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What and Who
Title:Unifying and Strengthening Hardness for Dynamic Problems via the Online Matrix-Vector Multiplication Conjecture
Speaker:Thatchaphol Saranurak
coming from:KTH Royal Institute of Technology, Sweden
Speakers Bio:
Event Type:AG1 Mittagsseminar (own work)
Visibility:D1, D2, D3, D4, D5, RG1, SWS, MMCI
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Level:AG Audience
Date, Time and Location
Date:Thursday, 23 July 2015
Duration:30 Minutes
Building:E1 4
Consider the following Online Boolean Matrix-Vector Multiplication problem: We are given an n × n matrix M and will receive n column-vectors of size n, denoted by v_1,..., v_n, one by one. After seeing each vector v_i , we have to output the product Mv_i before we can see the next vector. A naive algorithm can solve this problem using O(n^3 ) time in total, and its running time can be slightly improved to O(n^3/ log_2 n) [Williams SODA’07]. We show that a conjecture that there is no truly subcubic (O(n^{3− eps} )) time algorithm for this problem can be used to exhibit the underlying polynomial time hardness shared by many dynamic problems.

For a number of problems, such as subgraph connectivity, Pagh’s problem, d-failure connectivity, decremental single-source shortest paths, and decremental transitive closure, this conjecture implies tight hardness results. Thus, proving or disproving this conjecture will be very interesting as it will either imply several tight unconditional lower bounds or break through a common barrier that blocks progress with these problems. This conjecture might also be considered as strong evidence against any further improvement for these problems since refuting it will imply a major breakthrough for combinatorial Boolean matrix multiplication and other longstanding problems if the term “combinatorial algorithms” is interpreted as “Strassen-like algorithms” [Ballard et al. SPAA’11].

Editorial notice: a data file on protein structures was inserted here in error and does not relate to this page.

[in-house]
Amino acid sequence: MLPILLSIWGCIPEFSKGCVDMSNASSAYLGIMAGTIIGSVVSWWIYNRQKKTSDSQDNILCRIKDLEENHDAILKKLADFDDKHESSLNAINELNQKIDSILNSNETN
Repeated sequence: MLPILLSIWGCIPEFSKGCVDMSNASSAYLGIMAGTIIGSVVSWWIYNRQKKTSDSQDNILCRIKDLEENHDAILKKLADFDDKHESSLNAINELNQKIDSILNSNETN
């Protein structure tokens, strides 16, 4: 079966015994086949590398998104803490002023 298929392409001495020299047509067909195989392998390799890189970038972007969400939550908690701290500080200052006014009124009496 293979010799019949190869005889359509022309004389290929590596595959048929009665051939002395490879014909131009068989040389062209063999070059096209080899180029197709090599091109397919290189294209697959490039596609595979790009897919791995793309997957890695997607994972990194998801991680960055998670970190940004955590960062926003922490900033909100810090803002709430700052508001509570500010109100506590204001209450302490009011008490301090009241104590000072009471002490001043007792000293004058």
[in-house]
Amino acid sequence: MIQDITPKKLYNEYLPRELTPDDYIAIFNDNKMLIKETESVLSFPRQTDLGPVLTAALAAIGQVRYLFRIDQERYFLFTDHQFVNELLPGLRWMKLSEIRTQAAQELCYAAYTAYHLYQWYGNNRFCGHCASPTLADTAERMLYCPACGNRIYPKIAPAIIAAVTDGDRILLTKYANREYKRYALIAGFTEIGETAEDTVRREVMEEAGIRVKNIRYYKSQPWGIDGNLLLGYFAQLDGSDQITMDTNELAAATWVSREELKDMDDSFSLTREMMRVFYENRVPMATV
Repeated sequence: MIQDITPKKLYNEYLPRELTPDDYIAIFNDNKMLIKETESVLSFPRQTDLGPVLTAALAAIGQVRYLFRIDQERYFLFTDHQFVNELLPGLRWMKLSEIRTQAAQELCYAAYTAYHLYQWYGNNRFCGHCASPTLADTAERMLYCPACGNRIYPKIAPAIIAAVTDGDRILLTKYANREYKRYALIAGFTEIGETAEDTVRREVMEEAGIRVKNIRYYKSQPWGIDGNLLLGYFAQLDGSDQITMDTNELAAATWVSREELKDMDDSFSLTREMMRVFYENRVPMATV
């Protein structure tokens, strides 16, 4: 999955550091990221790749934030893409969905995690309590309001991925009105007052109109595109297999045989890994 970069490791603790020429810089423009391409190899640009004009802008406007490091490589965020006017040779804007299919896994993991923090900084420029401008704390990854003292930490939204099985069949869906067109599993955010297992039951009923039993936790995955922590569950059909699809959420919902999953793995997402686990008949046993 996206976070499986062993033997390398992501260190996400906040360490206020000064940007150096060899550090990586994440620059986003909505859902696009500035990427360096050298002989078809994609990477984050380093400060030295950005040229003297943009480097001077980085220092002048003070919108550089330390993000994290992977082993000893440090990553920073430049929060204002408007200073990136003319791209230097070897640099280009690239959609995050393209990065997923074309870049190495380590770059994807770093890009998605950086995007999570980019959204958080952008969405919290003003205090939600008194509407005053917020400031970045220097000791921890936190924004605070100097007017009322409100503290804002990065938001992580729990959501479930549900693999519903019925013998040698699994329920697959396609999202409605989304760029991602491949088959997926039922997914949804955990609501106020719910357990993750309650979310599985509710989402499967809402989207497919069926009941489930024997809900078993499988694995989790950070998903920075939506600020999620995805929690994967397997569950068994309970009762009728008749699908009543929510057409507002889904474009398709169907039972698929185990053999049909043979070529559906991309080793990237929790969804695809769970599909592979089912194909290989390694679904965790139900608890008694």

The conjecture also leads to hardness results for problems that were previously based on diverse problems and conjectures – such as 3SUM, combinatorial Boolean matrix multiplication, triangle detection, and multiphase – thus providing a uniform way to prove polynomial hardness results for dynamic algorithms; some of the new proofs are also simpler or even become trivial. The conjecture also leads to stronger and new, non-trivial, hardness results, e.g., for the fully-dynamic densest subgraph and diameter problems.

Name(s):Parinya Chalermsook
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  • Parinya Chalermsook, 07/03/2015 12:01 PM -- Created document.